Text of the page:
Where Are They Now? Andy Herrmann

This young innovator is engineering his future at UWF
“I can still remember coming home from the beach that day and sketching the design of what I wanted the Kid Slider to look like. And design and manufacturing is exactly what I see for myself — ideally, in the airline industry.” Photo by Stephan Vance

A glass artist-turned entrepreneur, a senior entrepreneur-turned rock guitarist, a charming but controversial developer, a middle school inventor, a 10-year-old globetrotting philanthropist, and a STEM education advocate tapped by the president of the United States.

For two decades, Emerald Coast Magazine has filled its pages with interesting stories about compelling people making a difference in words and deeds — or sometimes causing a stir.

We hope these stories inform and even entertain; if we are lucky, they inspire.

As part of our anniversary celebration, we reflect on the many people who have graciously shared their stories with us.

After all these years, we still often wonder … what happened to him? What became of her?

Here, we catch up with one of six remarkable locals who have appeared in past editions of Emerald Coast Magazine to answer the question: Where are they now?

For the select few who, during childhood, are lucky enough to experience an event so momentous that it sparks passion and predetermines his or her’s calling, time is on their side.

Destin native Andy Herrmann is one of them. In 2010, a family beach day churned waves of innovation in a then 11-year-old Herrmann’s mind, giving rise to the invention of the Shore Surfer.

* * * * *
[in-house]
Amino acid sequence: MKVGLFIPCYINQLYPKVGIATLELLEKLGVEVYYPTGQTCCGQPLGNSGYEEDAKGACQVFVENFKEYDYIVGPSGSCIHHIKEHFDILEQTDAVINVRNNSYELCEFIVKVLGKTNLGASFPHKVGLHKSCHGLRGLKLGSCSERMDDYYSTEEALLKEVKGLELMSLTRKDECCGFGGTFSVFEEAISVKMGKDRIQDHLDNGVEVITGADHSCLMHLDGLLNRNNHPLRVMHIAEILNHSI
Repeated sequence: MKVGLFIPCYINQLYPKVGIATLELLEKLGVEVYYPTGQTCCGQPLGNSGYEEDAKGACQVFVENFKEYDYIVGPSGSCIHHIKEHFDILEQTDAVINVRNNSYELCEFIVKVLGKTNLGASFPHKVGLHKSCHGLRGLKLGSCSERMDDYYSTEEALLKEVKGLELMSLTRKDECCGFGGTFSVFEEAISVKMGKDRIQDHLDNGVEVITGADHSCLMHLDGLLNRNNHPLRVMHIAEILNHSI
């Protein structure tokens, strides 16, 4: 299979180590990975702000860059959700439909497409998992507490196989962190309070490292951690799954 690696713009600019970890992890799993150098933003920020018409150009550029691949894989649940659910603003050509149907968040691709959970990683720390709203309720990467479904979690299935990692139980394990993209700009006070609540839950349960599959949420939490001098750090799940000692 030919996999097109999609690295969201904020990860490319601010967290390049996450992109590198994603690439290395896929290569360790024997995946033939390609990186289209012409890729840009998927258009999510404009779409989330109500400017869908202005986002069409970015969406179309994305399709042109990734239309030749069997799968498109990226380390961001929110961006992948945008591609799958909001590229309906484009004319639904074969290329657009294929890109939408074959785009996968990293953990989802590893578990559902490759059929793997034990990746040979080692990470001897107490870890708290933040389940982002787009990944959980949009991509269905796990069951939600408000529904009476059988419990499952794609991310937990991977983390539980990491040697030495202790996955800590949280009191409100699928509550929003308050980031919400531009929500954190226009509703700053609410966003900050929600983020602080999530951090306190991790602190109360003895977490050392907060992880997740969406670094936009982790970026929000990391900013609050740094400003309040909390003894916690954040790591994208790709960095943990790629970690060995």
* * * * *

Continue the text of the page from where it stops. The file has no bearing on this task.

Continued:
Now rebranded the Kid Slider, a decision, Herrmann said, to boost its appeal in the national market, the sled-type toy is equipped with handles and knee pads to allow children to safely glide across the shore, snow or any other smooth, sloped surface.

It’s a quick ticket to fun — especially for those on the coast too young (or uncoordinated) to master the art of skim boarding.   

Emerald Coast Magazine, April–May 2014

Two years ago, the Kid Slider entered a licensing deal with a California-based company, and the Herrmanns now receive royalties for the invention. It’s a direction, according to him, that the family wanted to go all along.

“We took it as far as we thought we could,” Herrmann says. “And the new company has found a way to take it further, so that it’s still being sold today.”

But it wasn’t so much as early exposure into the business world that tailored Herrmann into the senior at the University of West Florida (UWF) that he is today.

Once he got a taste of what it was like to see a product from conception to completion, Herrmann knew he wanted to be a mechanical engineer.

“I can still remember coming home from the beach that day and sketching the design of what I wanted the Kid Slider to look like,” Herrmann laughs. “And design and manufacturing is exactly what I see for myself — ideally, in the airline industry.”

Presently, Herrmann works at the Sea3D Laboratory of the UWF Innovation Institute, an additive manufacturing lab in downtown Pensacola.

“Basically, people come in and pitch us their ideas, and we do the prototyping,” Herrmann explains.

“Using our software and different 3D printers and plastics, we can create for them a physical model of their designs.”

He describes his niche as a wonderful “stepping stone” to what will hopefully lead to aviation internships and a career.

Attending college in a city considered the home of naval aviation is the perfect fit for Herrmann now, but eventually, he intends to spread his wings.

“I can see myself going anywhere there’s a big aviation presence, anywhere the job takes me,” Herrmann says.

“Right now, I’m happy to be working for people who have genuine ideas. The combination of school and real work experience is helping me get there.”

Categories: 20th Anniversary of EC, Science & Tech